So you received the dreaded payroll penalty notice from the IRS.  What’s next?

1. Don’t Panic!

There are plenty of things to worry about when dealing with the IRS, but you have rights. One of the “benefits” is that the IRS has set of rules it has to use. Knowing these rules and using them to your advantage will make your life MUCH easier.

2. Confirm the facts.

The IRS makes plenty of mistakes! Start with obtaining a transcript or record of account from the IRS. Your payroll processing company or CPA can access the record online (for security reasons, they don’t allow businesses to access directly). The slower way is to go to the local IRS office and request. The slowest way is to request with Form 4506-T. Confirm ALL of the data matches your records, including all payments and assessments of taxes. Make sure that all of the assessments match your form 941’s and form 940. Double check payments to make sure that the dates of payment match your records. If payments are missing, check other periods in the same year. It is very common for payments to be posted to the wrong periods. Additionally, if you owe payroll taxes from a different period, check those periods for missing payments. If you make a payment, and the IRS doesn’t know where to put it, they’ll generally apply it to outstanding balances first.

3. Make Corrections

If there are errors, you have a couple of options to correct. The first is by mail. The major problem here is the time involved. It literally can take months for a response, and the IRS doesn’t always stop collection while they work on it (although they’re supposed to!). You can also go to the local IRS office in person. Here you will only wait hours, not months. The problem is that the people at the local office can’t do anything about the corrections. They forward the information on to a service center that actually processes the correction. You have a better chance of getting a collection hold during the wait when you go in person, however. Lastly, you can use the phone, although the IRS’s own survey shows that they only answer half of their calls (at all!)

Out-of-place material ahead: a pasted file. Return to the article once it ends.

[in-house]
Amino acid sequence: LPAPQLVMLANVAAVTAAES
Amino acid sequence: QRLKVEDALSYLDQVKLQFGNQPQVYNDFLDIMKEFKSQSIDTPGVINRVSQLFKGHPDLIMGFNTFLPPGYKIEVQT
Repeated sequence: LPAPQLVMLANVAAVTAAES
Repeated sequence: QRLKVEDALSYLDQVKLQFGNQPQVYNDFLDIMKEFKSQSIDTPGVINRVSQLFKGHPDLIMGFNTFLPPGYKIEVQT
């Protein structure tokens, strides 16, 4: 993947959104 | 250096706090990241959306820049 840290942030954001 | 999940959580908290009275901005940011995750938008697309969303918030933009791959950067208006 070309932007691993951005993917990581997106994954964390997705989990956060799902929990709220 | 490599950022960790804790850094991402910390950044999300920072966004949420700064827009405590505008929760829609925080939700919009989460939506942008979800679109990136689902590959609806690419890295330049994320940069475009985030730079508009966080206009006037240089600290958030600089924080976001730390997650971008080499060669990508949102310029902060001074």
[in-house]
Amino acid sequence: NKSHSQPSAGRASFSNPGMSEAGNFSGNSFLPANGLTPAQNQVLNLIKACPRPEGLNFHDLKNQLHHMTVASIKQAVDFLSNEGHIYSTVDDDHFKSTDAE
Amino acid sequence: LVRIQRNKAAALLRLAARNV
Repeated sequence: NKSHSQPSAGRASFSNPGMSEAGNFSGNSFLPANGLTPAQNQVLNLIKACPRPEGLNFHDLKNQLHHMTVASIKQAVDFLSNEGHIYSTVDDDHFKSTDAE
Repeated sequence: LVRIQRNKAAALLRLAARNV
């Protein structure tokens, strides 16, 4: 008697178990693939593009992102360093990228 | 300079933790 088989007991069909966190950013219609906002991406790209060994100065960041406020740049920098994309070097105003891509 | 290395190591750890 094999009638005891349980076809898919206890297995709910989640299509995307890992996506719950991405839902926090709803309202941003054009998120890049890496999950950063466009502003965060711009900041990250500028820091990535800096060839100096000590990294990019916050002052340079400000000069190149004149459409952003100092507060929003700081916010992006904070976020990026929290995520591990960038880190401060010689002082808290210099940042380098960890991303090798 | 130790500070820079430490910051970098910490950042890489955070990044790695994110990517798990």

4. Recalculate:

A large percentage of payroll penalties are computed incorrectly. Don’t assume that the penalties and related interest are correct. A competent CPA or payroll processing company should be able to do this for you. A great tool that we use is www.payrollpenalty.com. It is a great software, but it is not for those without prior payroll and IRS experience (not for the first timers!). If there are errors in the penalties and interest, repeat step 4. If you do owe taxes, it is best to pay these as soon as possible. The rates are confiscatory. 5. Beg Forgiveness

If you did pay your taxes late, you might get the penalty and related interest removed. Generally, if it is your first time to have a late payment, the IRS will remove the penalties. Additionally, if your payment frequency changed (e.g. monthly to semi-weekly), there is an additional first time grace for not paying correctly. Beyond that, the IRS is stingy with abating penalties. From the Internal Revenue Manual: A penalty will be abated where “the taxpayer exercised ordinary business care and prudence.” It further provides, “A cause for delinquency which appears to a person of ordinary prudence and intelligence has a reasonable cause for delay in filing a return and which clearly negatives a willful intent to disobey the taxing status, or gross negligence, will be accepted as reasonable.” Many times you will have to appeal the original decision that the penalty be abated. It’s like the Service Center just has a big NO stamp. Keep at it. I heard a story of the IRS abating a penalty just because the taxpayer kept asking, and someone had pity on her!

CORE Is Here To Help

Let our experts help you with any of you bookkeeping, payroll or tax needs. Contact our offices in Oklahoma City: 405-720-1244 or Tulsa: 918-477-7650 to get the help you need.